Background: As things begin to calm down after the big breakout, Chet tries to figure out where Vince Candela, his arch-rival, has gone. Once he learns the real story, he puts together a team of friends and rivals from the Waterdeep Meteorologist's Guild to rescue their old comrade.
Note(1): This adventure is sort of a "one-off" featuring mostly new characters that aren't necessarily essential to the overall story.

Old School Ties

Required Character(s): Malvolio, Orsino
Optional Character(s): None
Background: Orsino and Malvolio sneak into Waterdeep to investigate a mystery from their youth at the Waterdeep Academy of Royalty and Noblemen. While there, they discover truths they were never meant to know.Note(1): This is likely a small party adventure, featuring only 2-4 players.

The Perfect Prison
Required Character(s): Archon
Optional Character(s): Gilderoy
Background: With everybody back together, Archon asks for assistance in determining the full extent of who is trapped within his psychic prison matrix and, if possible, find a way to separate it from the rest of the Blackstaff Core. This can undoubtedly end poorly.

Shadow of the Moon
Required Character(s): Darkscale
Optional Character(s): Ieuan, Nagda
Background: With all these new people onboard, life is getting cramped aboard the airship Scara. Archon and Onceval have discovered a legendary fortress hidden beneath the woods east of Neverwinter. However, those woods are home to the werewolf barbarian clans, some of whom still have ties to the Netherese.Note(1): This adventure begins the "Through Blood and Shadows" trilogy.

Till Death Do Us Part
Requires Character(s): Zane
Optional Character(s): Nasher
Background: It's a tough life having a spellscar that absorbs the essence of undead creatures. That kind of thing changes you. It changes Zane. Having absorbed Reapers, Dementors, and other undead monstrosities with his spellscar, Zane finds his own identity, his soul, in question.

The Smell of a Rat
Required Character(s): Paetr
Optional Character(s): Onceval
Background: Sent by Lord Neverember, an interesting young man comes to the (former) Waterdeep Adventurer's Guild with a potential ally: new, powerful monstrous warriors to join them in their fight against Thay. The downside? It's the Dustclaws, a Luskan gang.


Orsino's Night Out
Required characters: Orsino Fortinbras, Roderigo Fortinbras
Optional Characters: None. See Note(2).
Background: Onceval realizes that he requires the power of the actual Blackstaff to be able to defeat Len-Jes, Archmage of Waterdeep. When planning a mission to recover it, Orsino informs the team that not everything is as it seems. In flashback, Orsino tells the story of what really happened to the staff so many years ago.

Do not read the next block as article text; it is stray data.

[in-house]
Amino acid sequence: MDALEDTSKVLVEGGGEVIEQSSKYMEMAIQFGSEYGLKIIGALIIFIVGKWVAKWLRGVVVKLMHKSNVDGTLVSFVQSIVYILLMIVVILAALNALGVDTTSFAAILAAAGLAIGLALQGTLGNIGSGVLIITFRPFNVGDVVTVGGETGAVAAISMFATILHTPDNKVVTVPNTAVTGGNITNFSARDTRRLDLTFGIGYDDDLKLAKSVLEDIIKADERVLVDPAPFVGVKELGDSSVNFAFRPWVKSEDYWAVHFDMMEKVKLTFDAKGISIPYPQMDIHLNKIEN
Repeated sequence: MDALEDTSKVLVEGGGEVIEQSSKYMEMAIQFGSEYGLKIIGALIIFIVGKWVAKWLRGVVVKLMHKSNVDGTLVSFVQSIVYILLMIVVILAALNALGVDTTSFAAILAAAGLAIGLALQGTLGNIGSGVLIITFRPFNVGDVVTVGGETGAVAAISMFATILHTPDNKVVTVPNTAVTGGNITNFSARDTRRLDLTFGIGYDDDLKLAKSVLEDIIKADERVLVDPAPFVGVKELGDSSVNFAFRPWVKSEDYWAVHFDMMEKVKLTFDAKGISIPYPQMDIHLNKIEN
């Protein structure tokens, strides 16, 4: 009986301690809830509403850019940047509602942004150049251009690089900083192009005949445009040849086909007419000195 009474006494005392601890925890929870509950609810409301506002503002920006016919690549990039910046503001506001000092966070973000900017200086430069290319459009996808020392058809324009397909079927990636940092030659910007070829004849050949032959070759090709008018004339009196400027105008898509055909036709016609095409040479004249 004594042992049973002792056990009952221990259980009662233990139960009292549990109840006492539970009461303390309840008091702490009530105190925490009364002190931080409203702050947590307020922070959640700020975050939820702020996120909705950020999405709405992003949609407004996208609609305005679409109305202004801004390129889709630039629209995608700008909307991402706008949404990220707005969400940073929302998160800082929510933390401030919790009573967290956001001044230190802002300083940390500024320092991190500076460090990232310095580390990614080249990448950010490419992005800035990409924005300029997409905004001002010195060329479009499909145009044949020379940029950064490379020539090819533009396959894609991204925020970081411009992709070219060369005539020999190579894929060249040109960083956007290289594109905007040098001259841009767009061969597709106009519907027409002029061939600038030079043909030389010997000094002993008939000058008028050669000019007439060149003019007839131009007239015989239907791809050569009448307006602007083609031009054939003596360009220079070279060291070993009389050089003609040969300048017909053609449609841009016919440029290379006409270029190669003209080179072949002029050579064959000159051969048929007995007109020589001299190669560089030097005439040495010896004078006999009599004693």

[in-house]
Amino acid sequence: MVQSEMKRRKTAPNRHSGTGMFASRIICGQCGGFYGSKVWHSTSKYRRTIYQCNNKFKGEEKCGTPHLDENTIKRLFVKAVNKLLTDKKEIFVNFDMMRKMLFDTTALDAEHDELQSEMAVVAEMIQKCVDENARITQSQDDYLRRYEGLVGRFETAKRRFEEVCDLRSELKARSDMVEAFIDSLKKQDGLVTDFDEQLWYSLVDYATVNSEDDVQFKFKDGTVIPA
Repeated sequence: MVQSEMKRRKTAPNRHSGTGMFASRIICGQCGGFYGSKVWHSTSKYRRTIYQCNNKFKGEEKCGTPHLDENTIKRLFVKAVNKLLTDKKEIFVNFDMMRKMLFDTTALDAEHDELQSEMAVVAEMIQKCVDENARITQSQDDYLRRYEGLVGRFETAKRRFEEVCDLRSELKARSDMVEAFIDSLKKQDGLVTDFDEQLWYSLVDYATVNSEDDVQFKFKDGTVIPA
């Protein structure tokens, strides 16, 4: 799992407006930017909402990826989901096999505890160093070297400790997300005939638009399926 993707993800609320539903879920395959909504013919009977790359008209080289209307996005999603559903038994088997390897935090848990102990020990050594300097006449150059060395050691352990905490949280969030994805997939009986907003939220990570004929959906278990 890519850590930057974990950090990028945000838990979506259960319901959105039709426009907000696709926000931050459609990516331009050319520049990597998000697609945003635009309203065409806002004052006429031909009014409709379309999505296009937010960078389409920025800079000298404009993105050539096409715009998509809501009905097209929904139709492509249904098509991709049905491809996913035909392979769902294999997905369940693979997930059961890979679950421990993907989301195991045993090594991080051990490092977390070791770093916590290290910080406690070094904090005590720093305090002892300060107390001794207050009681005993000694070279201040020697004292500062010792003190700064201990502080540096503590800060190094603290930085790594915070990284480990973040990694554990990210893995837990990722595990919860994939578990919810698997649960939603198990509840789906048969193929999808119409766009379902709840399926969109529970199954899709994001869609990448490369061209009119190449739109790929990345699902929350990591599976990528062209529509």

Note(1): This adventure begins the "Legacy of Fortinbras" trilogy.
Note(2): This adventure is a "one-off" using the Leverage RPG Ruleset. With the exception of the Required Characters, the characters are all arbitrary.

Thursday, August 8, 2013

Campaign Settings: The Western Environment

[Note: I apologize for the un-timeliness of this post. For those who haven't been following me, I've been a bit split writing for several other websites. Here I am trying to get back on track with this project.]

This is part of an ongoing series of articles regarding a setting I wanted to develop for role-playing. This article focuses on the environment of my "fantasy western" campaign setting. Since this is the first substantive article regarding this setting, I suspect it will have a lot of loose threads that would likely warrant a second visit once more of the characters, organizations, and cultures are better fleshed out.

Environment Concerns

When I use the phrase "Western themed," one of my intents is for the setting to have the look and feel of classic western film. From an environmental perspective, I expect this world to look a lot like sparsely settled Arizona or eastern California. High plateaus, vast plains, deserts, and rocky badlands make up the bulk of the terrain. There may be pockets of dense forest here and there, perhaps nestled away in a secluded valley, but most of the world will have sparse vegetation. Shrubs and cactus are most of the green a resident of this world expects to sees on a day-by-day basis.

There is some vegetation, but the color palette is
made up of mostly reds and browns.